a second amendment complaint to reflect that on December 8, 2020, plaintiff obtained letters of general administration.

In a certification filed in support of her cross-motion and in opposition to defendants' motion, plaintiff explained that there was a delay in her being able to seek appointment as both Administrator Ad Prosequendum and as General Administrator of her father's estate due to disagreements between her and her siblings. Moreover, she understood from discussions with representatives of the county surrogate's office that because there were no assets in the estate, it was only necessary for her to be appointed as Administrator Ad Prosequendum to file the lawsuit and later be appointed as General Administrator to distribute any recovery. According to plaintiff, only when the estate had assets would she need to be appointed as general administrator, which she began to pursue only when defendants "made a small offer in mediation" to settle this case in August 2020. However, it took additional time to persuade her siblings to agree to her appointment.

After further submissions, the motion judge considered the parties' oral arguments on January 22, 2021. Afterward, the motion judge denied defendants' motion and granted plaintiff's cross-motion, placing his reasons on the record that same day. In his oral decision, the motion judge discussed the case law



relied on by the parties and raised by the judge, before concluding that plaintiff acted diligently and "provided [defendants] timely notice of the [Survivor's Act] claim by the initial complaint and . . . perhaps there's a defect in the standing of . . . plaintiff, but [she] was seeking to proceed diligently. [And,] New Jersey Law holds that it would be inequitable to deny [a] party their day in court because of ignorance."

The judge also determined that "[a] deceased party['s] claim[] can only proceed through either [A]dministration [A]d [Proseqeundum] or through an estate being raised." He stated that defendants' argument as to standing was at best a "technical argument" and that "[s]tatute of limitations defenses are not permitted where mechanical application would inflict an obvious and unnecessary harm on . . . the party who holds the claim without advancing the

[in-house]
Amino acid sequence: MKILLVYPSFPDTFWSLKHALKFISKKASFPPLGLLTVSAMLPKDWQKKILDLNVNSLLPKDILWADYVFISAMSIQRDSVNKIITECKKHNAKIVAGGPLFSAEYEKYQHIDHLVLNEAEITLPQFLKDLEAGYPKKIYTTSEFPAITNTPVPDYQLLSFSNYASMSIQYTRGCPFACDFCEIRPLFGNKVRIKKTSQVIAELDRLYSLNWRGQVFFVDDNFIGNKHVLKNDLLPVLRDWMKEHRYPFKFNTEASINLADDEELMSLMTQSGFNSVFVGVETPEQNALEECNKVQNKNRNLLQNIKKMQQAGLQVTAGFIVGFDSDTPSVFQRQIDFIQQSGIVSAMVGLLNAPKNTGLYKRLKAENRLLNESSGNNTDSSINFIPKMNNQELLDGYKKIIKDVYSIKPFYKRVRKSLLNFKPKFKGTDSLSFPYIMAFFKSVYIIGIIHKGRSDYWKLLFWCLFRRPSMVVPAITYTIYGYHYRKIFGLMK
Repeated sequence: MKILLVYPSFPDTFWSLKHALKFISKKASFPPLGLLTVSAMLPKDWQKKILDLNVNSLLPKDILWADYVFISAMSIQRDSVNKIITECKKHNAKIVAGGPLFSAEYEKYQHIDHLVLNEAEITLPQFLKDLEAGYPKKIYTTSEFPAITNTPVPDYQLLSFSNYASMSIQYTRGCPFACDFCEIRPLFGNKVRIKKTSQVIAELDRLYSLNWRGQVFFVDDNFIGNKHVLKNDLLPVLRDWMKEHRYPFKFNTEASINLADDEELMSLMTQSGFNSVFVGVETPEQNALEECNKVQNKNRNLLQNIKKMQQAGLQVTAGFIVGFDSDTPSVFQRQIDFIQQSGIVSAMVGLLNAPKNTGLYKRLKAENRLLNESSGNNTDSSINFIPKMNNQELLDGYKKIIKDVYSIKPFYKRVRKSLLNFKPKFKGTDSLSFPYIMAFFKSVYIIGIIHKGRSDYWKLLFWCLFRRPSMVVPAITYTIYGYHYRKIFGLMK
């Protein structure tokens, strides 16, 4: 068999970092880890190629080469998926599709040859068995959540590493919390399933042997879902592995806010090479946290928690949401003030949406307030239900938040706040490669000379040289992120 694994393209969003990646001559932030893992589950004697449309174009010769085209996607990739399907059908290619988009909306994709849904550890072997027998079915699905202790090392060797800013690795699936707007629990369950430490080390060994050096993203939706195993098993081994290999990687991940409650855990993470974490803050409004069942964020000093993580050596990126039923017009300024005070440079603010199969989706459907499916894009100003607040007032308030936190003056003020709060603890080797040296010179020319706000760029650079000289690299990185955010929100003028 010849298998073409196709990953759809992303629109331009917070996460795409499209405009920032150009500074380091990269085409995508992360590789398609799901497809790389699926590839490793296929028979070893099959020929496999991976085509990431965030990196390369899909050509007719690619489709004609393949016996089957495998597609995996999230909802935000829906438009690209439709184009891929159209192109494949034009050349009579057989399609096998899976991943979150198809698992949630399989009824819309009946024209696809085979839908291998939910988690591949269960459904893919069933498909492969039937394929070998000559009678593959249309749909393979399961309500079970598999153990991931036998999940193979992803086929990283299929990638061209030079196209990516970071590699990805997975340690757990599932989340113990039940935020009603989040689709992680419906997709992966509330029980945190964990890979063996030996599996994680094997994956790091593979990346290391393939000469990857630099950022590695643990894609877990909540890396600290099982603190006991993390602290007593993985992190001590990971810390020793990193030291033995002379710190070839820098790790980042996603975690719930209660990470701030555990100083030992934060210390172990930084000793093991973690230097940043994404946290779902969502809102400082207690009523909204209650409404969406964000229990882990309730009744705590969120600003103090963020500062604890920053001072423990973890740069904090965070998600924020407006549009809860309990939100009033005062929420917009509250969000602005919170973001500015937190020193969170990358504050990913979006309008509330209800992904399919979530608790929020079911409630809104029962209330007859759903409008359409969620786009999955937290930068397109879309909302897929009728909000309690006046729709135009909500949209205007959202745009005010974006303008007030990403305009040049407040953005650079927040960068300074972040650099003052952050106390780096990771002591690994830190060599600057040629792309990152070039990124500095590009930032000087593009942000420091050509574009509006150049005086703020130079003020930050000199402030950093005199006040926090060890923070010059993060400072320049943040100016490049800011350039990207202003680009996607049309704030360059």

legitimate purpose." And, according to the judge "[t]o deny a relation back . . . serves no legitimate purpose." The judge also relied on the fact that the parties participated in an arbitration and in discovery for years without defendants raising any issues as to standing. However, the judge found that "because standing's a threshold issue [that is] very similar to jurisdiction, it cannot be waived." Nevertheless, a defect in standing did not "mandate [] . . . the sanction of dismissal."



The judge also found support in the fact that plaintiff had difficulty in pursuing the issuance of letters of general administration because of disagreements between her and her siblings. He found that the siblings only agreed to renounce their rights to being named Administrator Ad Prosequendum immediately before the filing of the complaint, but "they wouldn't permit full representation of the estate by [plaintiff.]" Moreover, plaintiff relied on information she received from the surrogate's office that seemed to indicate that she could initially pursue the action as Administrator Ad Prosequendum and later could seek letters of administration that would allow for distribution of any funds that may be recovered in the action. It was not until December of 2020 that plaintiff's siblings renounced and allowed her to proceed to seek letters of administration. Therefore, the judge concluded that he should "permit the cure of the standing issue" by allowing the amendment of the complaint to relate back to remedy any issue as to standing. This appeal followed.

On appeal, defendants challenged the judge's legal conclusion that despite the running of the statute of limitations plaintiff should be allowed to amend the complaint to relate back to its initial filing. "Because the question presented, whether decedent's estate could avoid the running of the statute of limitations by having its amended complaint relate back to the complaint filed in [plaintiff's]



name [as Administrator Ad Prosequendum years after the running of the statute of limitations] is solely a question of law, our review is de novo." Repko v. Our Lady of Lourdes Med. Ctr. Inc., 464 N.J. Super. 570, 574 (App. Div. 2020).

In Repko, the plaintiff's attorney had filed a complaint in the name of his deceased client without knowing she was dead. When he learned of her passing, he sought to amend the complaint to substitute the client's estate and to add a claim under the Survivor's Act, but did so three years after the cause of action arose and after the statute of limitations had run. In our opinion, we reversed the denial of defendant's motion to dismiss the complaint as barred by the statute of limitations and remanded for the entry of an order dismissing the complaint with prejudice. Id. at 578. There, we observed that the original complaint was a "nullity" because a deceased person cannot be a plaintiff. Id. at 575. We concluded there was nothing for an amendment of the complaint to relate back to, which warranted dismissal of the Survivor's Act claim. Id. at 573.